About ten days ago we began collecting data from you all around the Google March 2019 core update that touched down on March 12th. We collected over 500 responses and I wanted to share the results with you all.
To be clear, this is just a tiny slice of sites that were impacted by this update. The data is obviously not fully representative of the whole Google index. We also covered a lot of the speculation around the update, shared links to other data providers around this update, covered some myth busting and more.
In summary, the data isn’t as bold in terms of when I named the August 1st update the Medic update. There was a 100% more health sites reporting issues and changes than other categories in this new survey but the data might be skewed because I did email those who took the August 1st survey to take this survey. That being said, even with that, we saw less health related sites, overall, impacted by the update.
Let’s get to the results…
More negatively impacted than positively impacted
Most of those who took our survey reported that they were impacted in a negative way, i.e. their rankings went down. Obviously that makes sense, people who are upset are likely to say so more than those who are happy. Here is the pie chart:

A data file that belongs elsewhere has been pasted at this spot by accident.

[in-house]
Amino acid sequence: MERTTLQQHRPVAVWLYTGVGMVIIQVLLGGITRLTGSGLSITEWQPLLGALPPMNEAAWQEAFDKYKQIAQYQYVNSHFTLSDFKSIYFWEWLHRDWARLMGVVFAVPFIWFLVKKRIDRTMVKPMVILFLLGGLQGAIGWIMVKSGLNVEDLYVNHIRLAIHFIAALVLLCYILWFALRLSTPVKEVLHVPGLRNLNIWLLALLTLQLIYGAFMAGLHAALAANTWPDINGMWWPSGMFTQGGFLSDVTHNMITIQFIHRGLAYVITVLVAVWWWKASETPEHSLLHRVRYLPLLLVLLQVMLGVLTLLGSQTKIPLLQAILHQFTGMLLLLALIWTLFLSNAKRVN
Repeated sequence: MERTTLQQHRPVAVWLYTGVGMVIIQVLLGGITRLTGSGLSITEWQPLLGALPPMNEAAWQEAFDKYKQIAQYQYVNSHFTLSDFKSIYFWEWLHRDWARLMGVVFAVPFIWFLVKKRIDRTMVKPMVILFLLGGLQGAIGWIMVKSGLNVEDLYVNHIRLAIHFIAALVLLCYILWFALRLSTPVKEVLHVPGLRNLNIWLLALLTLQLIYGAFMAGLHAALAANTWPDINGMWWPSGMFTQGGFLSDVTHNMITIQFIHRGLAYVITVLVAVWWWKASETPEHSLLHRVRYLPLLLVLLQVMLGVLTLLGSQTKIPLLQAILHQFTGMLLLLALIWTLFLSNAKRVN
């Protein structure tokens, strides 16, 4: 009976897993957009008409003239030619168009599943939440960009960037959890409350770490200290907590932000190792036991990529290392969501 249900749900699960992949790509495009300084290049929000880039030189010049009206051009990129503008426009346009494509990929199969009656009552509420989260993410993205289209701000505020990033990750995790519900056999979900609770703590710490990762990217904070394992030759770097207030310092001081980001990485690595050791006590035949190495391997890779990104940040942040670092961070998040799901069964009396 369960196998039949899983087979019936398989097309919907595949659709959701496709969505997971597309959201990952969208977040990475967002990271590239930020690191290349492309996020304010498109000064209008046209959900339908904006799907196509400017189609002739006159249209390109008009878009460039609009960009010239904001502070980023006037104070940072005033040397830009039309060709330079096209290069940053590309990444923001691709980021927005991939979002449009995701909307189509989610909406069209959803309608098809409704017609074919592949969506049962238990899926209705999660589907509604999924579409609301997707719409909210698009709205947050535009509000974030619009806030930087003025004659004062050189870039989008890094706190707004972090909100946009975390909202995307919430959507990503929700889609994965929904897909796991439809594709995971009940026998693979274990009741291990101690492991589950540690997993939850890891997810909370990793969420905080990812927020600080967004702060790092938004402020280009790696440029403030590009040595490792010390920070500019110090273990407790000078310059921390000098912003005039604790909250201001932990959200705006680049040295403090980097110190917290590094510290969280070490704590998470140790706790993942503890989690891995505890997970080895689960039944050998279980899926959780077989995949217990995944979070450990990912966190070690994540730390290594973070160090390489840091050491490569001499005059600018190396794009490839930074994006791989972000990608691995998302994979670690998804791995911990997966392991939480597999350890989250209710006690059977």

Many saw recoveries but not all.
Despite most of those reporting a negative outcome, when we asked if they saw recoveries from previous core updates, 56% said they say a recovery while 44% said they did not. Here is the pie chart:
What did they do to recover?
If they did see recoveries, what did they do to try to recover from the update? Many said they did absolutely nothing, while others tried a huge array of things. Here were the most popular answers (click to enlarge):
Categories of sites impacted most
Again, a bit skewed towards the health space but 10 points less so than the Medic survey results from August 1st. So I would say overall a similar landscape of sites felt this but it was more broad than that August 1st update. So much so, I wouldn’t even consider naming it as a target towards medical/health related sites. It was more of a mix than before. Here is the chart (click to enlarge):
I personally went through each site submitted and I honestly didn’t see any pattern in terms of only really low quality sites were impacted. Or low quality content, or spammy links or technical SEO issues. I did NOT do deep dives on each of the 500+ sites. Glenn Gabe did that with some of his data – but this survey is not set up in a way to dig deeper into 500+ sites. I didn’t see obvious patterns of issues.
So when Google says core update – yea, I’d recommend the overall guidance of making sites overall better, similar to Glenn’s advice in his post and the advice SEOs and Googlers have given around these core updates.
I am sorry the results were not conclusive on any specific area, even in terms of the category or types of sites hit by category, types of content, links, tactics, etc. But I wanted to share that with you all so you can review this yourself and see if it helps you in any way.
Forum discussion at WebmasterWorld.
This marketing news is not the copyright of Scott.Services – please click here to see the original source of this article. Author: email@example.com (Barry Schwartz)
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